art culture politics music humor

issue 1.1


By Blair Schulman

Most New Yorkers claim to know Ťthis great little placeÓ where they can get something cheap, with that ŤsomethingÓ likely to be anything from hot New Balance sneakers to a blowjob. And itÁs true; one of the joys of the city is discovering for yourself that secret shop where all your cheapskate dreams come true. For myself, a dollar and a dream is all I need to feed my soul when I bite into a famous Chinatown sweet the egg custard tart. Often two for a bean, this is one of the best bangs for your buck below Bowery.

With scores of pastry shops scattered throughout Chinatown and its environs, the choices are massive but the pickings are slim; with the great unwashed coming through the doors in great waves, quality sometimes takes a backseat to quantity. On a Sunday afternoon you can walk into any random bakery south of Canal and wait on line with twenty New Jerseyans who ask the women behind the counter to describe everything every single item behind the counter. Those are the places you just have to walk out of, and take your empty pockets over to Tai Tan right on Canal Street at Lafayette. If you arenÁt waylaid by a cheap leather belt or a low-grade burn of the latest Beck CD for sale in front of the bakery, at Tai Tan you will find a custard Nirvana.

Tiny golden tarts, about the size of a silver dollar but only fifty cents each, with the flakiest, butteriest crust imaginable, that take three bites to finish off. Go ahead. YouÁve got another one waiting. ItÁs hard to believe that after making hundreds of these a week, thousands per month, this bakery still manages to deliver crusts that flake and break apart all over your shirt just by looking at them. Once you stop contemplating and start eating, each bite is greeted with a stanched river of creamy egg custard and a deep yellow crown fortified with just enough sugar to give it sweet cred.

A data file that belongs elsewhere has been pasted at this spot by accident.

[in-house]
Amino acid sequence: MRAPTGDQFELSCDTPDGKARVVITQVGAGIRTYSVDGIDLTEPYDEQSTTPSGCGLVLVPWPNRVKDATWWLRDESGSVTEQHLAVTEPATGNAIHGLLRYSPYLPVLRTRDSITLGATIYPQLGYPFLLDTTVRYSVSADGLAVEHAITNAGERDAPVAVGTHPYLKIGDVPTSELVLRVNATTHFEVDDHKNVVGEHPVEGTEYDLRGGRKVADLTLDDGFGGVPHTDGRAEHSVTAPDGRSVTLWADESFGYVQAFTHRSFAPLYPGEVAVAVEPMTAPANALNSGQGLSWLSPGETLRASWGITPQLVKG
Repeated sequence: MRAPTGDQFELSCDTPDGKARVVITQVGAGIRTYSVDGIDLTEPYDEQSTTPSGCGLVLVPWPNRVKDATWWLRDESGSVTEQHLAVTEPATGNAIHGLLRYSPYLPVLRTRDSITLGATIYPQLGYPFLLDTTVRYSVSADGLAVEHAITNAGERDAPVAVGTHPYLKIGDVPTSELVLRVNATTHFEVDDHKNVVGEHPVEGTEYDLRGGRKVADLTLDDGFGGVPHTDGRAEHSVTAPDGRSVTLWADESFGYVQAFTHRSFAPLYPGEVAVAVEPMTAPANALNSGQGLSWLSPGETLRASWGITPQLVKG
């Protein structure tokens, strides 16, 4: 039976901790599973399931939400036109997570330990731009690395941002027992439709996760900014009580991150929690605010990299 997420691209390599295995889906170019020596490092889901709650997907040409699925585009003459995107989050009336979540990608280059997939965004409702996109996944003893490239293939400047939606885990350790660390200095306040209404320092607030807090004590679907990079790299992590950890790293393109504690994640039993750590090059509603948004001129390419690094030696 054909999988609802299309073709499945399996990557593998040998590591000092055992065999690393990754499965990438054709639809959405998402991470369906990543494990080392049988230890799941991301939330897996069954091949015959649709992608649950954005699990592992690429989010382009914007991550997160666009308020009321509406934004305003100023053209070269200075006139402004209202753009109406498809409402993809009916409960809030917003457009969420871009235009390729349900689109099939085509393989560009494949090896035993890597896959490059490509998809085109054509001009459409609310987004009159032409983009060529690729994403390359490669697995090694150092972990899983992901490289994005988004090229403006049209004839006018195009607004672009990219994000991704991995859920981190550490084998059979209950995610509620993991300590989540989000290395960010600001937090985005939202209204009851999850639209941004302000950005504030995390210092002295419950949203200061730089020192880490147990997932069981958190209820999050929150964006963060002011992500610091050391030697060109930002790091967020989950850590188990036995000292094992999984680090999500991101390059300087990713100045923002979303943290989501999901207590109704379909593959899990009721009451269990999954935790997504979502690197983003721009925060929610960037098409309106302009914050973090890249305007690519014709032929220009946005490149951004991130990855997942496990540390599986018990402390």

If you arrive when a batch is coming out of the oven, each tart is topped by a small pool of liquid sugar. The whole thing resembles a Spanish flan, with the same silky texture, but without the supersweet bite. ItÁs worth breaking any diet and diabetes be damned. For the same price as a stale Kit Kat, you can feel like youÁve spent nothing much on something grand. Buy a dozen and be a hero to your friends. Or better yet, in this Year of the Horse, be a pig and keep them all for yourself with a glass of cold milk and a rerun of I Love Lucy. If you can keep your hands out of the bag on the way home, that is.

Tai Tan 194 Canal Street 212-732-2222


Blair Schulman is the author of ŤLove Letters to Myself,Ó and the Contributing American Editor for EuropeÁs popular ŤDivas ķ The Site.Ó A New York-based writer, his caffeinated commentary has appeared in the New York Post, The New York Times and Kansas CityÁs art journal REVIEW.

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